"The United States can pay any debt it has because we can always print money to do that," said Alan Greenspan on Meet The Press on August 7th. We can always repay--our Treasury can always print dollars up, at least --or create them electronically as only 3% of our money exists in physical form.

Inflation will be the problem. If it weren't for horrendous, unchecked unemployment--the product of the departure of so many jobs overseas--we'd be feeling it even worse. Instead prices remain lower--a lot lower--because overall demand has trailed off.

If the unemployment picture were to improve, wages and income would climb along with rising prices and demand for higher wages. These pressures would present the Fed with a threat to its mandate to reduce inflation. So the Powers That Be actually have a vested interest in seeing unemployment continue, whatever the human cost.

Now in the Fed's defense, they do have a mandate to maintain maximum employment, and this they've attempted to do by keeping interest rates low. That's what's known as a monetary policy. The Fed can try to influence interest rates but can't control them.

One reason monetary policy has limits is because of fiscal policy--control over how much our government spends--is so out of control.

As much as the budget brinkmanship failed to reign in spending in any meaningful way, I'd say it's inevitable that our currency weaken given the size of the apparently unending budget deficits. And if you think all the Republican posturing actually saved any money, you must've missed the huge savings of $7 billion in 2011 we can fawn over thanks to the Tea Party.

To make matters worse, the Republicans think we can have our cake and eat it too. Taxes have been vilified. Reduced to the lowest point in decades, Federal taxes are too low to pay our bills. The lack of tax receipts mean we must borrow. At some point even the Republicans will have to acknowledge the truth--that we're spending way beyond our means and despite all the rhetoric, they've been completely unable to reign in spending in Washington.

* * *

I wonder if capitalism is flawed. The Kondratieff cycle, named after a Russian economist, occurs every seventy years or so. Industries overuse capacity, the means of production have shifted to new countries, the means of production age and grow less efficient. Kondratieff thought that periodic busts helped restore capitalism's vitality, by forcing new creative solutions to problems plaguing the last economic cycle. Industry responds by forming modern processes that do more for less, enhancing productivity and starting off the beginning of another long cycle.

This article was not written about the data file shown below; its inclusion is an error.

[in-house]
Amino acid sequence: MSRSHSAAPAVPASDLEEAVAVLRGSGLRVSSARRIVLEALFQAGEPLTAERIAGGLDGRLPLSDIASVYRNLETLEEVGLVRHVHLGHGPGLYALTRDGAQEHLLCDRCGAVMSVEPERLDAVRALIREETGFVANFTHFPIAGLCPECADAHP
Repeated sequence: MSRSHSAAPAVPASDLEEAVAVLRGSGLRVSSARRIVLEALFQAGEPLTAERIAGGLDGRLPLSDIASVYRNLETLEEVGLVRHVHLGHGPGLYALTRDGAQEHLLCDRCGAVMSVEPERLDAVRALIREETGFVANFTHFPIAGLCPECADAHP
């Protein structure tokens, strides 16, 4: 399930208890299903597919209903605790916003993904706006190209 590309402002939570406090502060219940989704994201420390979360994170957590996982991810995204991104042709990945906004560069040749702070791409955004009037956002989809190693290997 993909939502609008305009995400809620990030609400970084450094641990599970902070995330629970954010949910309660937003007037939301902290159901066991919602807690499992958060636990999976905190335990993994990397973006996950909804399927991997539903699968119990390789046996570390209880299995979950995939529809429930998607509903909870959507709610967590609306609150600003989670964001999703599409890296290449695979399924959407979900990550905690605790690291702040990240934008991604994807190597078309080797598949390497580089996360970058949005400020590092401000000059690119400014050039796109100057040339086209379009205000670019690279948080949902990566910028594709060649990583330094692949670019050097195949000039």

The price of gains in productivity and efficiency seem to be considerable economic pain. Maybe that's the only way a capitalist system can unburden itself of outdated and less efficient modalities. Creative destruction, so to speak.

The reality: technology makes it no longer practical to utilize as many people as we once did in manufacturing and agriculture. As an example, a few years ago Fortune 500 Company down the street put in a new, multi-million dollar machine in their factory. The total number of people needed to operate this machine: about 12.

Labor resources need to stay as nimble as possible to meet the elevated needs of high-tech manufacturing, where computer skills are vital. Paradoxically, a growing problem in American manufacturing appears to be the lack of adequately trained (technical degree or similar) working folk. This even as unemployment lines continue to grow.

Where capitalism should encourage retraining and redevelopment of resources, it seems more prone these days to reject outright those workers with dated skills. So merciless is the job environment that those unfortunate enough to be unemployed are actually being "delisted" on employment sites (see petition). Here's the e-mail fromchange.org, dated August 18th:
On Monster.com, employers are allowed to prevent anyone who is currently unemployed from applying for a job. 
It's cruel to the millions of Americans out of work -- but you can put an end to it this week. 
Kelly Wiedemer, who lost her job in 2008, has launched a campaign demanding that Monster.com ban these discriminatory ads.  Please click here to sign Kelly's petition. 
A nationwide backlash against the company, which treasures its reputation as a website that helps people find jobs, will force Monster.com to act. 
Please sign the petition today asking Monster.com to stop discriminating against the unemployed. 
Thanks for being a changemaker,
- Jess and the Change.org team
OK, so the message is clear: if you're out of work, you're on your own. The people who need jobs the most can be marginalized, like the homeless or mentally ill.

In the capitalist machinery, an individual is judged by the size of their bank account. The more you make, the more you can have. If for some reason you make less, it's because you deserve less. The message is an all-out assault on the ego: you're unemployed and deserve to be. How just like the treatment for a minority group that goes unaccepted by society. As minority group members know all too well, if you're not in the majority, your needs just aren't considered as valid. And if you fail at wage-earning, then our society judges you a failure. How binomial.

I'm disgusted by how people on the Right yearn for some mythical Ronald Reagan-esque time when all we have to do is for government to cut taxes and deregulate. Then everything will be fine once again. Well, it won't. We've burned through our credit--$14 trillion so far, with the present value of future liabilities like Medicare amounting to five times as much.